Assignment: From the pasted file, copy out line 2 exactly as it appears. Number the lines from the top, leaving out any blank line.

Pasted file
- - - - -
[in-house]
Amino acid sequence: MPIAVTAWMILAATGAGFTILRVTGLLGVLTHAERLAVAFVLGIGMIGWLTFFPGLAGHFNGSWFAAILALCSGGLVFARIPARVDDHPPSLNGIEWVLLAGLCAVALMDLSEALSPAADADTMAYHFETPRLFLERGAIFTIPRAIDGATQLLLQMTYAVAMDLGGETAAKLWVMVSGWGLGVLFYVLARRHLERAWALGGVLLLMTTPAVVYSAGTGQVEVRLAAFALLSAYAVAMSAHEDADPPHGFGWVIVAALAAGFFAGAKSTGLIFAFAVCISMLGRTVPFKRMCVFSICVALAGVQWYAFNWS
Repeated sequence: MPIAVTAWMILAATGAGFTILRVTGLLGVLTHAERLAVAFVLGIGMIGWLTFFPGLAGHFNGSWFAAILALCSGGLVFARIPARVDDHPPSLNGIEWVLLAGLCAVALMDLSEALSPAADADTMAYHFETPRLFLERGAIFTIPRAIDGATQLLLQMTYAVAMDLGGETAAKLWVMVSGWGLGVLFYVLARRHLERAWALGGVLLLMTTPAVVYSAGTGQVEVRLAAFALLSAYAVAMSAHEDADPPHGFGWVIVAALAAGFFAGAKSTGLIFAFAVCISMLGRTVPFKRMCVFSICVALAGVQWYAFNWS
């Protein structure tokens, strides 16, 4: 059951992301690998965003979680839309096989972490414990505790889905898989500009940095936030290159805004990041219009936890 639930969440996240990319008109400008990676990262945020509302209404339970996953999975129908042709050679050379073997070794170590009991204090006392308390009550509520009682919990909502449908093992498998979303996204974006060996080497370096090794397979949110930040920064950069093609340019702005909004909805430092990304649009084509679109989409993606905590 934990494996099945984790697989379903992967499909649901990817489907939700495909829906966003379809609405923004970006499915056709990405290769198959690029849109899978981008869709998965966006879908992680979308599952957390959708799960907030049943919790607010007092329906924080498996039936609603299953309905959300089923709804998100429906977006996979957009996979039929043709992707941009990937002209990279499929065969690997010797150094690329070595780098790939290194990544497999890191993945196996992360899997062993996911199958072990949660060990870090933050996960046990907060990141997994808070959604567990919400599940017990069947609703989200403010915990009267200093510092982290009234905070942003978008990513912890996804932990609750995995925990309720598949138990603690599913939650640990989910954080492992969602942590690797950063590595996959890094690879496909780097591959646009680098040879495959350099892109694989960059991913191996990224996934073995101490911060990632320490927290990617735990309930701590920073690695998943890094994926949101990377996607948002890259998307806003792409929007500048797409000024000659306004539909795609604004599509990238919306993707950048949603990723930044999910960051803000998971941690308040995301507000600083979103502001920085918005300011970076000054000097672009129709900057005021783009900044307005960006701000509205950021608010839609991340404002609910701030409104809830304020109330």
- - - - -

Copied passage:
Amino acid sequence: MPIAVTAWMILAATGAGFTILRVTGLLGVLTHAERLAVAFVLGIGMIGWLTFFPGLAGHFNGSWFAAILALCSGGLVFARIPARVDDHPPSLNGIEWVLLAGLCAVALMDLSEALSPAADADTMAYHFETPRLFLERGAIFTIPRAIDGATQLLLQMTYAVAMDLGGETAAKLWVMVSGWGLGVLFYVLARRHLERAWALGGVLLLMTTPAVVYSAGTGQVEVRLAAFALLSAYAVAMSAHEDADPPHGFGWVIVAALAAGFFAGAKSTGLIFAFAVCISMLGRTVPFKRMCVFSICVALAGVQWYAFNWS